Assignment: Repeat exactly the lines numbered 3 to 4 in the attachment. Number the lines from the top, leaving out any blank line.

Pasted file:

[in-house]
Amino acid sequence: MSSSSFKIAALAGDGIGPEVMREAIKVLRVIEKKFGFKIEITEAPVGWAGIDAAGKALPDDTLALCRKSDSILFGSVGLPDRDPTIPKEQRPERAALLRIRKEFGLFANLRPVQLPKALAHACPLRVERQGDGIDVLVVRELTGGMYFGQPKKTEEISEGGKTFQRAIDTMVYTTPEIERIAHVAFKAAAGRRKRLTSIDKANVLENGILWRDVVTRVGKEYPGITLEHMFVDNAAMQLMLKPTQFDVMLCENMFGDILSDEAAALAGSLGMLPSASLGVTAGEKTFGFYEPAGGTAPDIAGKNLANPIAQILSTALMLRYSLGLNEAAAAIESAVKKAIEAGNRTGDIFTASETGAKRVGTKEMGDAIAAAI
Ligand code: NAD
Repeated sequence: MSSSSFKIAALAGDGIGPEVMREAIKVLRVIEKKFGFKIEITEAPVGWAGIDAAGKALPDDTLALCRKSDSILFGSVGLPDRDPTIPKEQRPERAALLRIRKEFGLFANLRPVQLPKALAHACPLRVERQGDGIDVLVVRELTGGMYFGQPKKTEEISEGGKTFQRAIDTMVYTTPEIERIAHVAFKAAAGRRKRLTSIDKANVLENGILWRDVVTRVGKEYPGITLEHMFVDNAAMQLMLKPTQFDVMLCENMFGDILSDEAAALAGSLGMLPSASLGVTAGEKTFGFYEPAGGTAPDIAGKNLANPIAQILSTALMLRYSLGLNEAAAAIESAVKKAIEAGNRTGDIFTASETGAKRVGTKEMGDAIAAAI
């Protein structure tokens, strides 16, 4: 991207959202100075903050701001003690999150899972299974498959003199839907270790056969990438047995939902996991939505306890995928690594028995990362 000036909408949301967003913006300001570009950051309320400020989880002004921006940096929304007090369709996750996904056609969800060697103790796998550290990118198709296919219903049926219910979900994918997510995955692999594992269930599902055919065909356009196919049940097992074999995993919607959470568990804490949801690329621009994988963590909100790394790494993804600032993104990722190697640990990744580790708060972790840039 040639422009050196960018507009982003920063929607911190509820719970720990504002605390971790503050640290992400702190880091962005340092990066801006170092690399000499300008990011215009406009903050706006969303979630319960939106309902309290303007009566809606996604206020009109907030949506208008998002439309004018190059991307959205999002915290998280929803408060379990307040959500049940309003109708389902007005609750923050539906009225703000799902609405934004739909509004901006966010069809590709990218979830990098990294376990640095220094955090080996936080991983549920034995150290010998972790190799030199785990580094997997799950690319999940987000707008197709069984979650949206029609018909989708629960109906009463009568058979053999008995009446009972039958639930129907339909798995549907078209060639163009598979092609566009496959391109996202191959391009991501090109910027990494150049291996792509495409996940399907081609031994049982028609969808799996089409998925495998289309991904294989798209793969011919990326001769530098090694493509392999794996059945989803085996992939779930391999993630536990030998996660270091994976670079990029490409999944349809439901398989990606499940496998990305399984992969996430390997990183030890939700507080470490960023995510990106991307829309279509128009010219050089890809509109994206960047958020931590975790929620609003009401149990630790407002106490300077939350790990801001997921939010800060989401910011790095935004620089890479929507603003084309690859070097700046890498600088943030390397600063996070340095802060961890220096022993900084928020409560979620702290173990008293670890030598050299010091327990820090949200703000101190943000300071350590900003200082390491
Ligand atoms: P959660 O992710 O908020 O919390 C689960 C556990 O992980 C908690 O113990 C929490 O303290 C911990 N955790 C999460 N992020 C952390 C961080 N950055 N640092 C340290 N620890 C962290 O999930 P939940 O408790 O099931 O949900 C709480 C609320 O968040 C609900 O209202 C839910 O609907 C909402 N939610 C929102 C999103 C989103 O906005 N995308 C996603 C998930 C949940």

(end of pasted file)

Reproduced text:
Ligand code: NAD
Repeated sequence: MSSSSFKIAALAGDGIGPEVMREAIKVLRVIEKKFGFKIEITEAPVGWAGIDAAGKALPDDTLALCRKSDSILFGSVGLPDRDPTIPKEQRPERAALLRIRKEFGLFANLRPVQLPKALAHACPLRVERQGDGIDVLVVRELTGGMYFGQPKKTEEISEGGKTFQRAIDTMVYTTPEIERIAHVAFKAAAGRRKRLTSIDKANVLENGILWRDVVTRVGKEYPGITLEHMFVDNAAMQLMLKPTQFDVMLCENMFGDILSDEAAALAGSLGMLPSASLGVTAGEKTFGFYEPAGGTAPDIAGKNLANPIAQILSTALMLRYSLGLNEAAAAIESAVKKAIEAGNRTGDIFTASETGAKRVGTKEMGDAIAAAI